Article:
Sunday, April 27, 2014

Notifications Part 2: Expanded Notifications with Controls for Jelly Bean+

Since Android Jelly Bean, notifications have had the ability to be expanded into a larger view with a custom layout. One of the most common uses for this comes from media applications, such as Pandora and YouTube, that allow the user to interact with buttons in the custom layout in order to control their media services without being in the app. Given the usefulness of this technique, I have put together a demo service that creates a notification with a custom layout containing buttons, and added listeners for those buttons in order to call functions within the service. As with all of my other posts, the demo project can be found on my GitHub account here.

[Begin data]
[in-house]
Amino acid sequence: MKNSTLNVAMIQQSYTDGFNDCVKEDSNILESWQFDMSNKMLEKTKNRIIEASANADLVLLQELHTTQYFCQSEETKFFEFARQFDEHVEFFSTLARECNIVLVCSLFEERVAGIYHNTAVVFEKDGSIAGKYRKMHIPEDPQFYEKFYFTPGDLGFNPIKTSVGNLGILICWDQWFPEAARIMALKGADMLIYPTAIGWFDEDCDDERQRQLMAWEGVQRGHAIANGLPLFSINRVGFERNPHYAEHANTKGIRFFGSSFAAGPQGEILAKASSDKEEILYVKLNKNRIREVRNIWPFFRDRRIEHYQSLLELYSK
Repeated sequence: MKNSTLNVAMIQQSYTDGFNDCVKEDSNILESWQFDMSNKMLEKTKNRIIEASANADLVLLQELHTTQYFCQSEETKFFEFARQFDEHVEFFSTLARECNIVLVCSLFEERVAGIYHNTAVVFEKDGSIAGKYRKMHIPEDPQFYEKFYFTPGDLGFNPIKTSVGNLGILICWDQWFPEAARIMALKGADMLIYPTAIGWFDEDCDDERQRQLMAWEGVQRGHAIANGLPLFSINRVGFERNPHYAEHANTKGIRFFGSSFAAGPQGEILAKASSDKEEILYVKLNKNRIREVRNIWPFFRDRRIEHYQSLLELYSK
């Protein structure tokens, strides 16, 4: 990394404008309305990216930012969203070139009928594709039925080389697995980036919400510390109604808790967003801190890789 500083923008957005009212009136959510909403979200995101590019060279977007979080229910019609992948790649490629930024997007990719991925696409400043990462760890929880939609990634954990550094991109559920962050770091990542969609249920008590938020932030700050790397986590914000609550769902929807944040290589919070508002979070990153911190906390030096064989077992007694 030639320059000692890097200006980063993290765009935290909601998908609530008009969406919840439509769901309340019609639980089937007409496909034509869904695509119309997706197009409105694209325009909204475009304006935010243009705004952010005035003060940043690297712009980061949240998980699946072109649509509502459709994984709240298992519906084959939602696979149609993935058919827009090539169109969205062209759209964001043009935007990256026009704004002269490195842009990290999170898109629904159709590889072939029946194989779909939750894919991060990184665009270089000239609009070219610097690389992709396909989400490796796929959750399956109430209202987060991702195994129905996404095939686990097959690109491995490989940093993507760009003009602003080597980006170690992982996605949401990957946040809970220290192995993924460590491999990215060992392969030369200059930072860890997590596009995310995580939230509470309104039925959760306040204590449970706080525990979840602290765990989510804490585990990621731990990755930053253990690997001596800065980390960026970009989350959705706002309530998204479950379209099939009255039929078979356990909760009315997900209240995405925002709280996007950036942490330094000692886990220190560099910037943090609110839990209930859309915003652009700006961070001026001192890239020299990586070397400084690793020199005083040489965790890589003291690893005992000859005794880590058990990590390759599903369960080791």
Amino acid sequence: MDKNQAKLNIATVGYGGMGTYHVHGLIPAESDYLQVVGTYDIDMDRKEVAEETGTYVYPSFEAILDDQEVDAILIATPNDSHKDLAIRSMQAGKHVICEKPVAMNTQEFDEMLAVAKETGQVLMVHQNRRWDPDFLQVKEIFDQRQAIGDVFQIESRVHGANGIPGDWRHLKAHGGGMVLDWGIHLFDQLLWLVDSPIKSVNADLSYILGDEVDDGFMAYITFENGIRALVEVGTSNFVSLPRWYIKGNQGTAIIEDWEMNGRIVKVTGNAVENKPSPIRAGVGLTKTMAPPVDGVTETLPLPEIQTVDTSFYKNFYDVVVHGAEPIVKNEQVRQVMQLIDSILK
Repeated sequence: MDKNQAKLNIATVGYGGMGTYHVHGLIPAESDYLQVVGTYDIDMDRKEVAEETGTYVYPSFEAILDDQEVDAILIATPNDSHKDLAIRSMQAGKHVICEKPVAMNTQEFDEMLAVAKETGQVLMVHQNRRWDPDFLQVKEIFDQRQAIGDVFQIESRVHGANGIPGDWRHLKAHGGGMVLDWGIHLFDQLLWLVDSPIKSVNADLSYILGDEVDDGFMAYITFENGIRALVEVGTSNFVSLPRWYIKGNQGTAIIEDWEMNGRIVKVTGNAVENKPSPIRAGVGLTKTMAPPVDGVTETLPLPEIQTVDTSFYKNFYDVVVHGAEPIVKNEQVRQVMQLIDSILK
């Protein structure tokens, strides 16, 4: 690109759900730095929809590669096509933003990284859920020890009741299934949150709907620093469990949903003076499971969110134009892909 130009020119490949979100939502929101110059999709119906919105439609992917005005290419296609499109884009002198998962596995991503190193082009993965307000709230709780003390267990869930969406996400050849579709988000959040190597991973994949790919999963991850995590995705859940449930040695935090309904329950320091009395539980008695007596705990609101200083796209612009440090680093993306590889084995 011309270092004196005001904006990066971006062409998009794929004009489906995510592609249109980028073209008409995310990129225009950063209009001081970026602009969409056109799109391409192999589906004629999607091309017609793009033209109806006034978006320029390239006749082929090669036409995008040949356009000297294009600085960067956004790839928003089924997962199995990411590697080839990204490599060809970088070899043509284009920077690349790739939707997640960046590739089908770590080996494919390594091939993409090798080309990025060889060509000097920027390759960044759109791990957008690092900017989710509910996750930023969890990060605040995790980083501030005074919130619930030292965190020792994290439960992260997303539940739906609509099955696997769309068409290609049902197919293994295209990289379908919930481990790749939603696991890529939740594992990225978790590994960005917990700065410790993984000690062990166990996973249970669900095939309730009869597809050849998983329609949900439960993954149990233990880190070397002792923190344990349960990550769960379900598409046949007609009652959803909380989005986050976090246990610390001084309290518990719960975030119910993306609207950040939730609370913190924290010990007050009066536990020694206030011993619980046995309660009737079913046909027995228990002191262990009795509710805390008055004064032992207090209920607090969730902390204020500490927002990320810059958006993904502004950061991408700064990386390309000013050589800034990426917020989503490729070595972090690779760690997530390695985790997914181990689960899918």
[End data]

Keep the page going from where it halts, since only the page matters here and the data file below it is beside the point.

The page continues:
The entry point for this demo (MainActivity) uses a simple layout containing a single button that creates an intent with an action to start the background service that will be doing all of the work in our example.

protected void onCreate(Bundle savedInstanceState) {
    setContentView( R.layout.activity_main );

    mLaunchNotificationButton = (Button) findViewById( );
    mLaunchNotificationButton.setOnClickListener( new View.OnClickListener() {
        public void onClick( View view ) {
            Intent intent = new Intent( getApplicationContext(), CustomNotificationService.class );
            intent.setAction( CustomNotificationService.ACTION_NOTIFICATION_PLAY_PAUSE );
            startService( intent );

Once the intent for the service is fired, onStartCommand is called in the service, which is where I pass the intent to a function that handles filtering out the action and calling the appropriate methods.

public int onStartCommand(Intent intent, int flags, int startId) {
    handleIntent( intent );
    return super.onStartCommand(intent, flags, startId);

private void handleIntent( Intent intent ) {
    if( intent != null && intent.getAction() != null )